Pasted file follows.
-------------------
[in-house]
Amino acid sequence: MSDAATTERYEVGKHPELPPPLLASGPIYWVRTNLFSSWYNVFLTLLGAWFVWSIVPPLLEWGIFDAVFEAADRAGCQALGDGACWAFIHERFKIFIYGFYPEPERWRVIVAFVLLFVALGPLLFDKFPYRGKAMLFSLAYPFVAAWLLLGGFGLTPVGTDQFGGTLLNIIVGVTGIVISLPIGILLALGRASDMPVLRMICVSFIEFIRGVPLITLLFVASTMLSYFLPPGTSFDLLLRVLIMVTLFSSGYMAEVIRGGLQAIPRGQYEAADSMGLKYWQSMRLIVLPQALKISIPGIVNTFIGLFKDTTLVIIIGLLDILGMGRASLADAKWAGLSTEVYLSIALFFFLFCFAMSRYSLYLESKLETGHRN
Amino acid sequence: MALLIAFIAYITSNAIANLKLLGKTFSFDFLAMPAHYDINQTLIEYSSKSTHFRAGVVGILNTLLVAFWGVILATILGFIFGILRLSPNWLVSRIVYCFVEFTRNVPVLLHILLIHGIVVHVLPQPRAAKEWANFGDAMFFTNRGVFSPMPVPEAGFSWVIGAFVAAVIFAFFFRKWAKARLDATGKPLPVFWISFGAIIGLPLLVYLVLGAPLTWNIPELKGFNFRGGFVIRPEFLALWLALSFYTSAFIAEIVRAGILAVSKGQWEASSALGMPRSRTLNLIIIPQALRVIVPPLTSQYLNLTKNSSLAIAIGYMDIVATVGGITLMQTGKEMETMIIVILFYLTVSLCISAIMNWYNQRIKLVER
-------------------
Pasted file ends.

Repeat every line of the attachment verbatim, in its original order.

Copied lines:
[in-house]
Amino acid sequence: MSDAATTERYEVGKHPELPPPLLASGPIYWVRTNLFSSWYNVFLTLLGAWFVWSIVPPLLEWGIFDAVFEAADRAGCQALGDGACWAFIHERFKIFIYGFYPEPERWRVIVAFVLLFVALGPLLFDKFPYRGKAMLFSLAYPFVAAWLLLGGFGLTPVGTDQFGGTLLNIIVGVTGIVISLPIGILLALGRASDMPVLRMICVSFIEFIRGVPLITLLFVASTMLSYFLPPGTSFDLLLRVLIMVTLFSSGYMAEVIRGGLQAIPRGQYEAADSMGLKYWQSMRLIVLPQALKISIPGIVNTFIGLFKDTTLVIIIGLLDILGMGRASLADAKWAGLSTEVYLSIALFFFLFCFAMSRYSLYLESKLETGHRN
Amino acid sequence: MALLIAFIAYITSNAIANLKLLGKTFSFDFLAMPAHYDINQTLIEYSSKSTHFRAGVVGILNTLLVAFWGVILATILGFIFGILRLSPNWLVSRIVYCFVEFTRNVPVLLHILLIHGIVVHVLPQPRAAKEWANFGDAMFFTNRGVFSPMPVPEAGFSWVIGAFVAAVIFAFFFRKWAKARLDATGKPLPVFWISFGAIIGLPLLVYLVLGAPLTWNIPELKGFNFRGGFVIRPEFLALWLALSFYTSAFIAEIVRAGILAVSKGQWEASSALGMPRSRTLNLIIIPQALRVIVPPLTSQYLNLTKNSSLAIAIGYMDIVATVGGITLMQTGKEMETMIIVILFYLTVSLCISAIMNWYNQRIKLVER